MILTON, Fla. (AP) — A weeklong search for a Missouri couple wanted in a series of robberies and abductions across the South ended with one suspect dead and the other wounded Friday, after authorities say they chased the pair across the highway and through a rural neighborhood and exchanged gunfire with them in Florida’s Panhandle.
Blake Fitzgerald died and Brittany Nicole Harper was at a hospital under armed guard with a wounded leg, Escambia County Sheriff David Morgan said at a news conference. She faces charges including home invasion, robbery, false imprisonment and grand theft auto, but no court appearances are scheduled, Morgan said.
The sheriff said the chase began shortly after reports of an armed robbery at a Famous Footwear store in Pensacola at 7:56 p.m. Thursday. Witness said the man held a gun on the clerk while the woman shopped, according to Morgan.
Authorities began chasing the couple, following them to nearby Pensacola Beach, before zigging and zagging though Pensacola and even going onto Interstate 10 a couple of times, Morgan said. At one point, authorities lost sight of the pair for a couple of hours, Morgan said. During that time, they held a Pensacola family hostage and eventually fled in the family’s red pickup truck, he said.
It was 12:16 a.m. Friday when the vehicle was spotted on I-10, Morgan said. Deputies followed the truck as it exited and went down a rural road.
Morgan said his deputies had a standoff with the couple for about 15 minutes before Fitzgerald got out of the truck and appeared to be heading into a home that was occupied near the small town of Milton. Gunfire erupted, and authorities say Fitzgerald was killed.
In online video posted by Pensacola station WEAR-TV, a volley of gunshots can be heard amid flashing police lights. Dozens of police and sheriff’s deputies blocked the rural road.
Authorities had linked Fitzgerald and Harper to a series of crimes in Alabama and Georgia, saying the offenses fit a similar pattern: People are robbed, kidnapped and let go unharmed, usually after a vehicle is stolen.
Morgan and Escambia County State Attorney Bill Eddins provided no further details about the hostage situation in Pensacola.
The sheriff said he’s found no ties to the area for Fitzgerald and Harper but that he heard they were heading to Panama City to get married.
Authorities said the couple had been on the run since January. Police in Joplin, Missouri, had wanted to interview the two about a Jan. 22 break-in in which guns were stolen from a home. The couple also is suspected in two Florida robberies— in Walnut Hill and Destin — on Wednesday, U.S. Marshals spokesman Martin Keely said.
Calling the couple a “modern-day Bonnie and Clyde,” the U.S. Marshals said Thursday that they were offering a reward of up to $10,000 for information leading to their arrest.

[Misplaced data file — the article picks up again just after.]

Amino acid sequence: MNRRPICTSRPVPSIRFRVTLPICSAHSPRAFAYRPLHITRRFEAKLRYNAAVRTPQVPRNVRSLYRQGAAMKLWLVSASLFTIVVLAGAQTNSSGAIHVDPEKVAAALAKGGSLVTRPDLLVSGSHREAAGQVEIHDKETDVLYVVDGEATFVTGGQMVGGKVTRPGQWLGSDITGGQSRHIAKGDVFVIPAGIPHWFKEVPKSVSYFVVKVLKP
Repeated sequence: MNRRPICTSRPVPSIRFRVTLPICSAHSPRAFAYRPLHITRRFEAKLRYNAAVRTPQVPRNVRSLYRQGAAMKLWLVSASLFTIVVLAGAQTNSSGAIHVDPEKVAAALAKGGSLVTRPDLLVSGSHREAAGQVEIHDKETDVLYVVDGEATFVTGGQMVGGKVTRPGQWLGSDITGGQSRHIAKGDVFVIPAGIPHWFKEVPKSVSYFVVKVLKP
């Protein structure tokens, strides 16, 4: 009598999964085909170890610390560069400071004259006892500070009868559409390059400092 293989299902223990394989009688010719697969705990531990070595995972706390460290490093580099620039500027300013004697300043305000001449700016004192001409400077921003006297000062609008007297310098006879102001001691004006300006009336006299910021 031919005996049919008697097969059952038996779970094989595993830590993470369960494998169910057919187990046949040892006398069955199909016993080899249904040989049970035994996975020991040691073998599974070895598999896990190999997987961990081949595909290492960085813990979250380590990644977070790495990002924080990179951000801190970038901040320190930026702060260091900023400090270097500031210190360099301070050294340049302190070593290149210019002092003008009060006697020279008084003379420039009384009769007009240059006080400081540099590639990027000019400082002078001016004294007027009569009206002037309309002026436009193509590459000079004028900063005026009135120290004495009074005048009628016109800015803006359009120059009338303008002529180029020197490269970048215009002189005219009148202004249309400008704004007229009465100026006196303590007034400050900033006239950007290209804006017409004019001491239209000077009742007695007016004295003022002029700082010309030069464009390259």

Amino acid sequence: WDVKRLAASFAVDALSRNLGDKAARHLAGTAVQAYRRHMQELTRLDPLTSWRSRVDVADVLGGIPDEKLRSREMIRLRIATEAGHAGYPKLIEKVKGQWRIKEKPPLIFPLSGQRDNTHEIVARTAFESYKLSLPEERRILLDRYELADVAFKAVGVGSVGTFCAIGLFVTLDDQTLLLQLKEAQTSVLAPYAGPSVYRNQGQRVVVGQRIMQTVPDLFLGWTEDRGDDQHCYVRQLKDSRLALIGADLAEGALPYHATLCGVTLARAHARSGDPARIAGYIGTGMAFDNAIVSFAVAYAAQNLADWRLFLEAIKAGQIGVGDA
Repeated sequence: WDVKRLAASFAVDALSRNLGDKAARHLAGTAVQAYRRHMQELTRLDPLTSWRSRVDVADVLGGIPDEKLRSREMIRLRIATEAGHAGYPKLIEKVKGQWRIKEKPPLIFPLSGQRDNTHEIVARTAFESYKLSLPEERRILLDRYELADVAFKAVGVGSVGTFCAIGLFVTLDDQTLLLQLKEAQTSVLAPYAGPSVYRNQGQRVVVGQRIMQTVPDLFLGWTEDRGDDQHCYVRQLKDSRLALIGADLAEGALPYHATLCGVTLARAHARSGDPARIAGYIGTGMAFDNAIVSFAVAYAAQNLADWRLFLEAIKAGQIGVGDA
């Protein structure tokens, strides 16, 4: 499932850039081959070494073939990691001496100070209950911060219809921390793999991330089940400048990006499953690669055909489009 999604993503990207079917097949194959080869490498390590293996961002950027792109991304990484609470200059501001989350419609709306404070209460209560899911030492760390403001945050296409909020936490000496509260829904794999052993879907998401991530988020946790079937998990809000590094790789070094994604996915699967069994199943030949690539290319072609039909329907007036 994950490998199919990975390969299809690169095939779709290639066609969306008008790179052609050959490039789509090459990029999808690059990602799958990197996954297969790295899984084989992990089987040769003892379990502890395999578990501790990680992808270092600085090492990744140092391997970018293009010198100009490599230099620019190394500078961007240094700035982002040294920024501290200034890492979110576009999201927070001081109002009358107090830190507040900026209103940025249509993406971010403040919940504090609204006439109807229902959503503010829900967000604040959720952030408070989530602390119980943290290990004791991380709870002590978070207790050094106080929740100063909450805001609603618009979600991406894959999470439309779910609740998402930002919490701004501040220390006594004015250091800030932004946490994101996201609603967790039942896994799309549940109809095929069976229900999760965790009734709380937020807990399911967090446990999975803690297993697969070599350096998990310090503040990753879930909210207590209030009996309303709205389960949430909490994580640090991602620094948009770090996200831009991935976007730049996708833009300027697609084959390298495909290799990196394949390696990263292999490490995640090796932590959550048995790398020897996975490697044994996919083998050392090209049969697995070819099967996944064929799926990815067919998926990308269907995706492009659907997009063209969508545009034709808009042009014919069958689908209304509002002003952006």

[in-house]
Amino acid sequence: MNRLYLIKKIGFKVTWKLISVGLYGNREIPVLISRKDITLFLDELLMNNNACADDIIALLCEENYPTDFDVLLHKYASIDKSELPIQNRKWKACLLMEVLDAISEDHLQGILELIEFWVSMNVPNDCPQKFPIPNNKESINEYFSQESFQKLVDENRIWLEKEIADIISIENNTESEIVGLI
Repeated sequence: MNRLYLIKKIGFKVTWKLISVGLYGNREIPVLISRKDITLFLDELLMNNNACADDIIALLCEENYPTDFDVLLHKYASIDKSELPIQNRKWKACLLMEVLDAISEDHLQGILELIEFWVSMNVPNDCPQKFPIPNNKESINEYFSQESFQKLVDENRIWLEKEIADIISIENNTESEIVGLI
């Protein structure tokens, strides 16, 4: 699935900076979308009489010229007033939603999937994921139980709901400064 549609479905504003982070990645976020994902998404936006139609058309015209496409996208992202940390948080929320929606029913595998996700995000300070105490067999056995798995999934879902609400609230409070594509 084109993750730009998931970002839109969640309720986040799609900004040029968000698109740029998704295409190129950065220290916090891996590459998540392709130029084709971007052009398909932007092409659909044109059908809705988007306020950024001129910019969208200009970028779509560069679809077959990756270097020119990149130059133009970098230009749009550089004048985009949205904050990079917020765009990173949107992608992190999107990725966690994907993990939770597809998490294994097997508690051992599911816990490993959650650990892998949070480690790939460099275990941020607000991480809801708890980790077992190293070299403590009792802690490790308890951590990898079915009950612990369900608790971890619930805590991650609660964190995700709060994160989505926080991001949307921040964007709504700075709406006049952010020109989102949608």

Fitzgerald and Harper had been accuses of robbing and abducting a hotel clerk in Tuscaloosa, Alabama, and taking his car to the Birmingham area. Officials say the clerk was let go in the upscale suburb of Vestavia Hills, where a woman was briefly abducted by two people who stole her family’s Ford Edge SUV.
On Monday night, a gunman held up a young clerk at a Murphy Express station in south Georgia, taking money from the safe before forcing the clerk into an SUV where his female accomplice waited, authorities said. The couple drove about 15 miles before releasing the clerk unharmed, Perry police Lt. Ken Ezell said.
The hotel clerk who was abducted in Alabama, Kyle Dease, told Al.com that he spoke with his captors during the nearly two hours he was held on the drive from Tuscaloosa to metro Birmingham. Dease said they told him they hoped to make it to Florida to get married and start a new life together. The man also said he didn’t want to go back to prison, Dease said.
Missouri records show that in 2013, Fitzgerald and an accomplice were charged with burglarizing a Joplin woman at knifepoint in her home and making off with her purse, jewelry, electronics and a car. Fitzgerald entered an Alford plea — not admitting guilt but acknowledging prosecutors had sufficient evidence for a conviction — and was sentenced to a suspended seven-year prison term.
Fitzgerald also was sentenced in southwestern Missouri to a simultaneous 120-day term in a drunken-driving case. Last July, Fitzgerald pleaded guilty in a Missouri assault case and was sentenced to a suspended five-year prison term.
Associated Press writers Freida Frisaro in Miami and Jeff Martin in Atlanta contributed to this report.
This story has been corrected to give the correct spelling of Walnut Hill, Florida, and the correct spelling of Rich Aloy’s last name.
This story has been corrected to the fix the spelling of Bill Eddins’ last name.
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